My role is that every show I have ever played, I have brought trans awareness to the stage and to the audience. Simply, just for existing and living out and open. I think that’s a gift in my life. I get to be who I needed when I was younger. I get to connect with so many people as well.

 

Also, I do play with a band now! I have a great band in Los Angeles. Kyle, Stephen and Loren bring a lot of energy to the music and we have played a lot of super fun shows!

 

 

 

weird: You are a musician. And an activist. You started to speak at the age of 13. You were the youngest trans activist given a platform to be heard US wide. You wrote for different media. Today you are 26. 13 years are a long time for the queer trans activism, and there has been a lot of development over the last years. You still are a big part of it. How would you say have you developed yourself over the years as being queer and trans with regard to your way of looking at yourself and at things and at transporting them?

 

Ryan Cassata: When I first came out I cared a lot about passing and being stereotypical male. The longer I stayed out the more comfortable I got so I cared less about what everyone else thought. I am able to be 100% myself in most situations. The only times I feel that I need to be more masculine than I actually am is when I feel I am in a dangerous situation, like being in a public bathroom.

 

 

 

weird: You are also an actor. And your new movie “Two Eyes” by straight cis director Travis Fine, where you are playing alongside with trans author and activist Kate Bornstein and others, is supposed to be out this year 2020 (if the pandemic allows). Little is known about this movie yet. Can you tell something about it and your role as Jalin?

 

Ryan Cassata: My role as Jalin is the most important acting role I have played yet. Through it I was able to heal part of myself that has needed healing for a long time. I hope that Jalin will help others to heal as well. He helped me.

 

 

 

weird: Just a few days ago a famous cis actress announced that her next role might be the role of a trans man. (Update: After online trans* activists informing her, the actress apologized and stepped back from her plans.) Trans activists have been trying to fight for trans casts playing trans characters for years now. There is also the new Netflix documentary “Disclosure” out now focusing on this. Gender binary, fuck you ... You are an advocate for non-binary, also with regard to being trans and display trans persons on the screen, fighting cisnormativity. All in all still a long way to go, right!?

 

Ryan Cassata: We have a super long way to go still but I truly believe we are getting there. We have come so far in just a decade and we will continue to keep rising and getting closer to equality and justice.

 

 

 

 

 

 

Interview: Christine Stonat (7/2020)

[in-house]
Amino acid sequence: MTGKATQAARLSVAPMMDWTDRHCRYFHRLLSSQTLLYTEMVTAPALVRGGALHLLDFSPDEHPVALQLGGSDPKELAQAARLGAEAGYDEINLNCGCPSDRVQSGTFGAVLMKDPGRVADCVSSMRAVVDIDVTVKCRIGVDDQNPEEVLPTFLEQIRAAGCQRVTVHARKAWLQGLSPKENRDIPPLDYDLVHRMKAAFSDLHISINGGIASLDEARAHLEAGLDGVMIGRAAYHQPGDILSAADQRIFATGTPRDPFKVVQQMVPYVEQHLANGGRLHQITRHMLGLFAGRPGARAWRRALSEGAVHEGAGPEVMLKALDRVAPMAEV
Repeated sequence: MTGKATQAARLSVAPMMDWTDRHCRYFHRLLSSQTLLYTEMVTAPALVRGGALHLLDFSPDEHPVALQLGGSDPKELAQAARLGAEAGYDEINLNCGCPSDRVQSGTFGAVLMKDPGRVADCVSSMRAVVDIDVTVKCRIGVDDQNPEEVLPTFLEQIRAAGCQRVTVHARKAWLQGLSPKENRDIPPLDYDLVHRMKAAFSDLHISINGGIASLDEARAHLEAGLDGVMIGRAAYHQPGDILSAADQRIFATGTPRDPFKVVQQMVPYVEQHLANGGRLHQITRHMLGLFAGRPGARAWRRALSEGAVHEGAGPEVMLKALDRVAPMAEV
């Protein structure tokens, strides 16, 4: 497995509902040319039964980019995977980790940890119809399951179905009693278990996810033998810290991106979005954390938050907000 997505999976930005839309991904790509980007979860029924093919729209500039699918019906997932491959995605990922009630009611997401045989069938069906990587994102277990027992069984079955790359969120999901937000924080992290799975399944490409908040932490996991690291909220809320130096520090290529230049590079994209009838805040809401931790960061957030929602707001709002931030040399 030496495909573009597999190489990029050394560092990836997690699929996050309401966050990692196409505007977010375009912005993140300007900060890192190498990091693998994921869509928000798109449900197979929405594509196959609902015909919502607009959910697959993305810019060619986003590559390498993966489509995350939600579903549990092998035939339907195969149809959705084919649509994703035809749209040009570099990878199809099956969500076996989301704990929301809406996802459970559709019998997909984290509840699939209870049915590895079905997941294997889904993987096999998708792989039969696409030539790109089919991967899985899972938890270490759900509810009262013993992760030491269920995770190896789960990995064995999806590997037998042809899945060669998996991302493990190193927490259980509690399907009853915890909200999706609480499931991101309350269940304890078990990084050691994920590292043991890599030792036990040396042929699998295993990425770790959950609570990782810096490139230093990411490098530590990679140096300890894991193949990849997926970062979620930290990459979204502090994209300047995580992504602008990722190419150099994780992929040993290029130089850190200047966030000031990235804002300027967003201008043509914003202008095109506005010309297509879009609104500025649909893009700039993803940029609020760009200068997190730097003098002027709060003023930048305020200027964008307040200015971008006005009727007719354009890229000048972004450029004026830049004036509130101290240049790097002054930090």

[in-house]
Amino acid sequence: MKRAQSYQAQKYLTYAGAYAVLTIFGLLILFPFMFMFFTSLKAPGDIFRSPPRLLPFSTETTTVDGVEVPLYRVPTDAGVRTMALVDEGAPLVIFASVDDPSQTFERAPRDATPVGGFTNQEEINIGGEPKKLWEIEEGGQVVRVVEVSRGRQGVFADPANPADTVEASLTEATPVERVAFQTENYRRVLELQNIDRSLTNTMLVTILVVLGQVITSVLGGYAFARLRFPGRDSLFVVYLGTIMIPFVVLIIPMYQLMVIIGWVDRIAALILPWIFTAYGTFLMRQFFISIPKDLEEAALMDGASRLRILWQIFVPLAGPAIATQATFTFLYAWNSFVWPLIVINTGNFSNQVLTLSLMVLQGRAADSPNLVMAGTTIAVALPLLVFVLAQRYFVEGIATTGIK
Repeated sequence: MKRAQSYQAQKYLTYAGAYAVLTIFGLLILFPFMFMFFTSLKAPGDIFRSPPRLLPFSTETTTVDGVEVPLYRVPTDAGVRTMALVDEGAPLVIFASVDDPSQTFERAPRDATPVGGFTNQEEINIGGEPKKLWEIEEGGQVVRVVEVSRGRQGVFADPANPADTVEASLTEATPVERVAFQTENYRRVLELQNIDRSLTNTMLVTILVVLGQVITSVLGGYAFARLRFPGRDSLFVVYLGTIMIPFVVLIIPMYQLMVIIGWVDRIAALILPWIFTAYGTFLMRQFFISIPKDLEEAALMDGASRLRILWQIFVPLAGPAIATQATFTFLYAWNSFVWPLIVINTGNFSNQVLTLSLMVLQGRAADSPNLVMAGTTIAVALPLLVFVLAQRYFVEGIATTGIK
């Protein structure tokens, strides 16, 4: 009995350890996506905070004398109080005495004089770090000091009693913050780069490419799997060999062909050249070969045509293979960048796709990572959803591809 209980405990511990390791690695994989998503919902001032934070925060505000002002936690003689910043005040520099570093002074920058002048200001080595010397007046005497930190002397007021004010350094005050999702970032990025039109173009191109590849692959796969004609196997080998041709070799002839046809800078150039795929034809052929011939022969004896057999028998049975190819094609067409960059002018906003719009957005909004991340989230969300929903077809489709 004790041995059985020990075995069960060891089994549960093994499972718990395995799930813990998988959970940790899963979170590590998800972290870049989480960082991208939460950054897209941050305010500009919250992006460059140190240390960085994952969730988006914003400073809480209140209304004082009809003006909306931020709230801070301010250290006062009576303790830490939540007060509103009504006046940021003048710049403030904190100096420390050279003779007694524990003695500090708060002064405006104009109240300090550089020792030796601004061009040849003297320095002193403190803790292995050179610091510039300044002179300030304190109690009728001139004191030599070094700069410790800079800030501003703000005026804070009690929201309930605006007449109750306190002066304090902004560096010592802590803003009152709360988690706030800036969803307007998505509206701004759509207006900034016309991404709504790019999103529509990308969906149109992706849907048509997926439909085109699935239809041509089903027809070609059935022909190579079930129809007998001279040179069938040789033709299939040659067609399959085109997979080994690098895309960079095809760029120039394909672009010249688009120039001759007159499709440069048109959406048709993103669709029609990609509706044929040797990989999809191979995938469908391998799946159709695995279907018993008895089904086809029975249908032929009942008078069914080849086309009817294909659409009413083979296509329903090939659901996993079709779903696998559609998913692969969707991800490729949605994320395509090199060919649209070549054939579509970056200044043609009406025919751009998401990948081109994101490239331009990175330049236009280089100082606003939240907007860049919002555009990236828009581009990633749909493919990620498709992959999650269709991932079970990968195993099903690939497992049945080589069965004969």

Photos: Maxine Bowen

Er ist einer der aktivsten und erfolgreichsten independent trans* Musiker. Ryan Cassata (26) aus Los Angeles ist seit frühen Teenagerzeiten Musiker und Aktivist. Außerdem ist er Schauspieler und Autor, hat eine nicht musikalischen YouTube-Vlog zu trans* Themen, hält Vorträge und schreibt. Seine Musik ist harmonischer, oft akustischer Singer/Songwriter-Pop mit Country- und Folkeinflüssen. Ryan Cassata spielt Gitarre, Klavier, Mundharmonika, führt in seinen Musikvideos oft Co-Regie. Immer wieder lässt er in einzelnen Songs neue Stile einfließen. Alles ist sehr persönlich. Inhaltlich geht es u. a. auch um trans* Sein, um Alkohol- und Drogenabhängigkeit und sein mittlerweile seit über 6 Jahren Trocken/Clean sein. Ryan Cassata ist mit immer neuer Musik und neuen Beiträgen bei Fans und Presse im Gespräch und zeigt sich sehr fan_nah. Er gilt derzeit als einer der einflussreichsten trans* Content Creators. Sein Hit Daughter (2018), ein unwiderstehlich melodiöser Akustik-Folk-Song über sein eigenes Coming-out, wurde zu einer Hymne für eine ganze trans* Generation und bislang über 1 Millionen mal auf YouTube gesehen.

 

2020 hat Ryan Cassata mit „The Witches Made Me Do It“ ein wunderschönes neues Folk-Pop-Album veröffentlicht. Im Juni und Juli 2020 kamen mit dem punkrockinspirierten „Gender Binary (Fuck You)“ und dem hiphopinspirierten „Sober“ zwei neue Songveröffentlichungen, die nicht auf dem Album sind, dazu. Für August 2020 hat Ryan Cassata bereits eine Überraschung für seine Fans angekündigt. Aktuell arbeitet er bereits auch an einem neuen Album. Möglicherweise wird es u. a. von Trennung handeln. Er und seine Partnerin hatten sich vor wenigen Monaten getrennt, so Ryan Cassata auf Twitter.

 

Im aktuellen Interview sprach Ryan Cassata mit weird über seine neuen musikalischen Veröffentlichungen, seinen neuesten Film, über den Erfolg von „Daughter“, über sein Trocken/Clean sein und mehr.

 

Online: www.ryancassata.com

 

 

 

Aktuelle Singles & Album:

 

Ryan Cassata

„Sober“

Out: seit Juli 2020

 

Ryan Cassata

„Gender Binary (Fuck You)“

Out: seit Juni 2020

 

Ryan Cassata

„The Witches Made Me Do It“

Out: seit März 2020

Single: „Catcher In The Rye“

 

 

 

Ryan Cassatas aktueller Vlog-Beitrag 17.7.20 zum Thema „Post Gender“: https://youtu.be/JZs_6T2SZdY

Fotomotiv: weird Schriftzug in rot auf schwarzem Hintergrund (Postkarte, die in pinkfarbenen Erikablüten steckt).weird Facebook Logo mit Linkweird YouTube Logo mit Linkweird Twitter Logo mit Link

A queer perspective on womxn in pop culture

Zu queeren Themen in dieser Rubrik mit dem YouTube-Logo findet ihr Videofeatures auf weirds YouTube-Kanal PLAYLIST „8/2020 Artefakt …“

weird-Interview-Profile

in own words

 

Name: Ryan Cassata

Age: 26

Profession: Musician, Actor, Public Speaker, Writer

Place Of Living: Los Angeles, CA, USA

My weirdest Characteristic: My friends say that I am constantly singing, even when I sneeze I end up adding some notes to it. HAHA!

 

Ausgabe Nr. 149

August 2020

Ryan Cassata

Foto: Maxine Bowen

Ryan Cassata

Fotos: Maxine Bowen